JaCorian, who currently works for the Mississippi Department of Corrections (MDOC) as a CO1 Officer, believes that the influence of his family, especially his grandmother, has shaped him into the young man he is and striving to become.

“From a young age, we would always hear her express how valuable a good education is and would always say, ‘if I had the opportunity, I would go back to school myself.’ Now she has the chance, and she took full advantage of it,” he said.

“I am an outgoing young man who tries to exemplify good morals, values, and work ethics. I try to be a good example for my younger brother, and I get that from my mother (Katara) and the example my grandparents set for me,” he added.

With his degree, JaCorian plans to continue to work for MDOC, and he would like to advance to superintendent after additional training and rank.

Cynthia and JaCorian share last names, but they also share a faith in God that informs them and gives them the strength to press on when times get hard.

“Our faith plays a very vital role in our lives,” said Cynthia. I do not know what God’s plan for me is, but Jeremiah 29:11 tells me that He knows His plans for me. Although I am at retirement age, I am not ready to sit home staring at the walls and twiddling my fingers. Hopefully, my return to the classroom after 37 years will inspire my younger grandchildren and other family members, the youth in our church, co-workers, and to anyone who may be thinking, ‘I cannot do this, and see that they can.”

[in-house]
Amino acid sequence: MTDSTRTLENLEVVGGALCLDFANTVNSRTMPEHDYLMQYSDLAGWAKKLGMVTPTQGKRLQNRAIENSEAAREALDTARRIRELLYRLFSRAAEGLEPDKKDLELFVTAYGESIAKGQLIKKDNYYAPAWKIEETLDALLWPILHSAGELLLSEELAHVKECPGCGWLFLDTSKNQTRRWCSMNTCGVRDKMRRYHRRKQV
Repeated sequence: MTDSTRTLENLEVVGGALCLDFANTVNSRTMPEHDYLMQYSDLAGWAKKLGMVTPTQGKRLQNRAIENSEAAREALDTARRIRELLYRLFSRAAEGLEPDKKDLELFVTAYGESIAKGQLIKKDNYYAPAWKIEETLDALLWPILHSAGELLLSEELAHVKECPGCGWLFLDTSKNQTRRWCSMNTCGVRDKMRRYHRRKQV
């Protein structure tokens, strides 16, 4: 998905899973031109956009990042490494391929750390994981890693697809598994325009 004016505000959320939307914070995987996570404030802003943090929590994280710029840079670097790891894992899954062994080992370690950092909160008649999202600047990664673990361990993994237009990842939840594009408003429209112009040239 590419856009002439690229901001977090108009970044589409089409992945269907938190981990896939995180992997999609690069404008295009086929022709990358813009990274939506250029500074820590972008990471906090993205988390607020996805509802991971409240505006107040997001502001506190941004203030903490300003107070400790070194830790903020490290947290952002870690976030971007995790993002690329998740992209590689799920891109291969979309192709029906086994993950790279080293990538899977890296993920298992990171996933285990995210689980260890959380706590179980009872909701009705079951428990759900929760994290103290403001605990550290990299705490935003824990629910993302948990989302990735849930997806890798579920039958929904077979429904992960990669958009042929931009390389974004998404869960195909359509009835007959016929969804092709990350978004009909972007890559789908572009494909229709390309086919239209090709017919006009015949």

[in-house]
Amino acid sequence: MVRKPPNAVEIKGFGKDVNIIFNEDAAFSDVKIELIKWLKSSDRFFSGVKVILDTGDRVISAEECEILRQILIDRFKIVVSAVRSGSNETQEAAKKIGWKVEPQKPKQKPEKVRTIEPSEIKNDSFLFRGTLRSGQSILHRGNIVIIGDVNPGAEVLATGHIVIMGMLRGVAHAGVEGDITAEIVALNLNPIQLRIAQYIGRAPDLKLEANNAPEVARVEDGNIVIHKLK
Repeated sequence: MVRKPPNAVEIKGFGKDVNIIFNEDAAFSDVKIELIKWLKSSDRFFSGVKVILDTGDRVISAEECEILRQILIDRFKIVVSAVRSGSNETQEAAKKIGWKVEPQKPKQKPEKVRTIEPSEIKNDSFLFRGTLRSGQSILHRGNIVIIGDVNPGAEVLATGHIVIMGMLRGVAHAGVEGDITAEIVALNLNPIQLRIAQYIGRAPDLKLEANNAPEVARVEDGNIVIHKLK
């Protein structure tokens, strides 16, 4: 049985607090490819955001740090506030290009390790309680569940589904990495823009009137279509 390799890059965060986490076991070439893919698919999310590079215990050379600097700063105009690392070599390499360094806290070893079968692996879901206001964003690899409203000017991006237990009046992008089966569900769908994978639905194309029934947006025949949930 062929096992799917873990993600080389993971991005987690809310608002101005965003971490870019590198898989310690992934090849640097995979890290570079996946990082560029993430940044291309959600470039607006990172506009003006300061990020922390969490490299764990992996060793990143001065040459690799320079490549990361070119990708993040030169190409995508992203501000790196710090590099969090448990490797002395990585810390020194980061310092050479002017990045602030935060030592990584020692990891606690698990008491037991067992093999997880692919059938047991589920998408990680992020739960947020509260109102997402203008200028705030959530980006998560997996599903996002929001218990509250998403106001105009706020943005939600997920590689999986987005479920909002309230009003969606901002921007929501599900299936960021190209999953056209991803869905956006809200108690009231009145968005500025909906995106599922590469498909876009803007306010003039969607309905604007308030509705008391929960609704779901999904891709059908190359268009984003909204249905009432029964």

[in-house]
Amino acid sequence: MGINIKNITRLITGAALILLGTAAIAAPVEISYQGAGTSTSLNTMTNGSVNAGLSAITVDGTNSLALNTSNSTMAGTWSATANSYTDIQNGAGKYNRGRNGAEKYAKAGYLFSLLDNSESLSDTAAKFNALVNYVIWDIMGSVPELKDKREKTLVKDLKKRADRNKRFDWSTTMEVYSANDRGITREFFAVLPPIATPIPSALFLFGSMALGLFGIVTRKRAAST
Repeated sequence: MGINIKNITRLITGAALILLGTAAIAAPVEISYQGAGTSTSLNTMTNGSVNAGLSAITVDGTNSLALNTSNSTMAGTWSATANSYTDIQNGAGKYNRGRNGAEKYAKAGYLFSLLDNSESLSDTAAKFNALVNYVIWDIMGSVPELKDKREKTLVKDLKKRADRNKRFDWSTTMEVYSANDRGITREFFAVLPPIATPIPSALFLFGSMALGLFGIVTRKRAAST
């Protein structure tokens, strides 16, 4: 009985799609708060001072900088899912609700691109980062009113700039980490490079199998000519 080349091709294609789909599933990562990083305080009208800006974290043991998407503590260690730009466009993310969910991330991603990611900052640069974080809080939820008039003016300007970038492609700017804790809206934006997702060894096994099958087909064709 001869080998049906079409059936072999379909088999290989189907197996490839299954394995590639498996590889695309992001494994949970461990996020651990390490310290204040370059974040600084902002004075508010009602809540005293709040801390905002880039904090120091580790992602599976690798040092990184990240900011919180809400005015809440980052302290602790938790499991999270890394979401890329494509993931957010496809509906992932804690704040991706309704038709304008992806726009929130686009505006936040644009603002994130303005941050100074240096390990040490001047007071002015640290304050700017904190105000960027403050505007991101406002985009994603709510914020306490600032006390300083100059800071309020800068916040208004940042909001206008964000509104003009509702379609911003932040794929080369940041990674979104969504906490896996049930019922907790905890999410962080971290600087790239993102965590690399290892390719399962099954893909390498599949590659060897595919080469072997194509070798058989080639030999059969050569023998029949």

At her age, Cynthia knows how discouraging the thought of going back to school could be for some people who have put it off, but she is determined to be an example for all who have concerns over the rigor of college.

“I have more years behind me than in front of me, and so I decided to do it. I have an eye condition called iritis, and it was a struggle for me to do so much reading and writing during my first classes in the program, yet I was determined to finish,” Cynthia said.

The elder Tyler said her calling is to help others, and it is a trait she learned from her late husband.

“He instilled in us as a family that sometimes we receive blessings through us and not for us and remember to whom much is given, much is required,” she added.

On March 30, MVSU held its virtual honor convocation, and Cynthia was recognized as an honor scholar during the presentation.

“My church (Union Grove M.B. Church) posted congratulations to me on our Facebook page. Since that post, many people have come to me and said that I was an inspiration to them to recommit to their endeavors.”

“I would tell anyone who is my age or even younger not to let your circumstances prevent you from your dreams and aspirations. It is never too late if you want to do something positive. There will be naysayers, but you ignore them and ask God for guidance and be like the little engine that could. Say to yourself, I think I can, I think I can, and keep on until you get to the point of knowing you can,” she said.